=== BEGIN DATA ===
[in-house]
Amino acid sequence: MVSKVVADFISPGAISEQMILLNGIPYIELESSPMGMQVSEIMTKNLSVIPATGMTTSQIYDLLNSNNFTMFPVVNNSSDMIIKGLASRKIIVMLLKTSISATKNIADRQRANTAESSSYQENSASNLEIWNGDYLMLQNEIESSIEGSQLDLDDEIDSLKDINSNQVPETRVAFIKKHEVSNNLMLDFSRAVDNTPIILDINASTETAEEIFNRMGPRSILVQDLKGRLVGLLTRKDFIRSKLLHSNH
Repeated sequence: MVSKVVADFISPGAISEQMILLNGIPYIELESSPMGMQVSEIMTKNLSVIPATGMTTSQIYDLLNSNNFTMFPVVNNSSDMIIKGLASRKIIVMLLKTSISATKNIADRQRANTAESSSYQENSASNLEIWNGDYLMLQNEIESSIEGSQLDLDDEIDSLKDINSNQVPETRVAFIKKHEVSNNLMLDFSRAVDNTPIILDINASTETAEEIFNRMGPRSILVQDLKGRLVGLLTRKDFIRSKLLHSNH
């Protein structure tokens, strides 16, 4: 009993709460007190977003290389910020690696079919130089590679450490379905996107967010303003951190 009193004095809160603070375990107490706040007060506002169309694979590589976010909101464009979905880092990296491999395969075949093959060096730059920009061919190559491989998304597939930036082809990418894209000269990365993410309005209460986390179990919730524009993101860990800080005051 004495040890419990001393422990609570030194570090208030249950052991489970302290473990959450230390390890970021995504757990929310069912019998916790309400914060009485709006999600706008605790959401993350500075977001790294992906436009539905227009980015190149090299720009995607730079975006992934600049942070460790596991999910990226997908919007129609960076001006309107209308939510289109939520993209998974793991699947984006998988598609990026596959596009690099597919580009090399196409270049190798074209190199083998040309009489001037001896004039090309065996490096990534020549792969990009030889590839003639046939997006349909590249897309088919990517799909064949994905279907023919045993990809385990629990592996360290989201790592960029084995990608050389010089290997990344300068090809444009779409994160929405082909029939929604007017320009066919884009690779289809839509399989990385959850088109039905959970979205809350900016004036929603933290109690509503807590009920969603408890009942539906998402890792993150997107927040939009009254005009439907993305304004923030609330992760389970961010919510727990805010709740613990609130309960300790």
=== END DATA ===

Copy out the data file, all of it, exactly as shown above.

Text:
[in-house]
Amino acid sequence: MVSKVVADFISPGAISEQMILLNGIPYIELESSPMGMQVSEIMTKNLSVIPATGMTTSQIYDLLNSNNFTMFPVVNNSSDMIIKGLASRKIIVMLLKTSISATKNIADRQRANTAESSSYQENSASNLEIWNGDYLMLQNEIESSIEGSQLDLDDEIDSLKDINSNQVPETRVAFIKKHEVSNNLMLDFSRAVDNTPIILDINASTETAEEIFNRMGPRSILVQDLKGRLVGLLTRKDFIRSKLLHSNH
Repeated sequence: MVSKVVADFISPGAISEQMILLNGIPYIELESSPMGMQVSEIMTKNLSVIPATGMTTSQIYDLLNSNNFTMFPVVNNSSDMIIKGLASRKIIVMLLKTSISATKNIADRQRANTAESSSYQENSASNLEIWNGDYLMLQNEIESSIEGSQLDLDDEIDSLKDINSNQVPETRVAFIKKHEVSNNLMLDFSRAVDNTPIILDINASTETAEEIFNRMGPRSILVQDLKGRLVGLLTRKDFIRSKLLHSNH
């Protein structure tokens, strides 16, 4: 009993709460007190977003290389910020690696079919130089590679450490379905996107967010303003951190 009193004095809160603070375990107490706040007060506002169309694979590589976010909101464009979905880092990296491999395969075949093959060096730059920009061919190559491989998304597939930036082809990418894209000269990365993410309005209460986390179990919730524009993101860990800080005051 004495040890419990001393422990609570030194570090208030249950052991489970302290473990959450230390390890970021995504757990929310069912019998916790309400914060009485709006999600706008605790959401993350500075977001790294992906436009539905227009980015190149090299720009995607730079975006992934600049942070460790596991999910990226997908919007129609960076001006309107209308939510289109939520993209998974793991699947984006998988598609990026596959596009690099597919580009090399196409270049190798074209190199083998040309009489001037001896004039090309065996490096990534020549792969990009030889590839003639046939997006349909590249897309088919990517799909064949994905279907023919045993990809385990629990592996360290989201790592960029084995990608050389010089290997990344300068090809444009779409994160929405082909029939929604007017320009066919884009690779289809839509399989990385959850088109039905959970979205809350900016004036929603933290109690509503807590009920969603408890009942539906998402890792993150997107927040939009009254005009439907993305304004923030609330992760389970961010919510727990805010709740613990609130309960300790």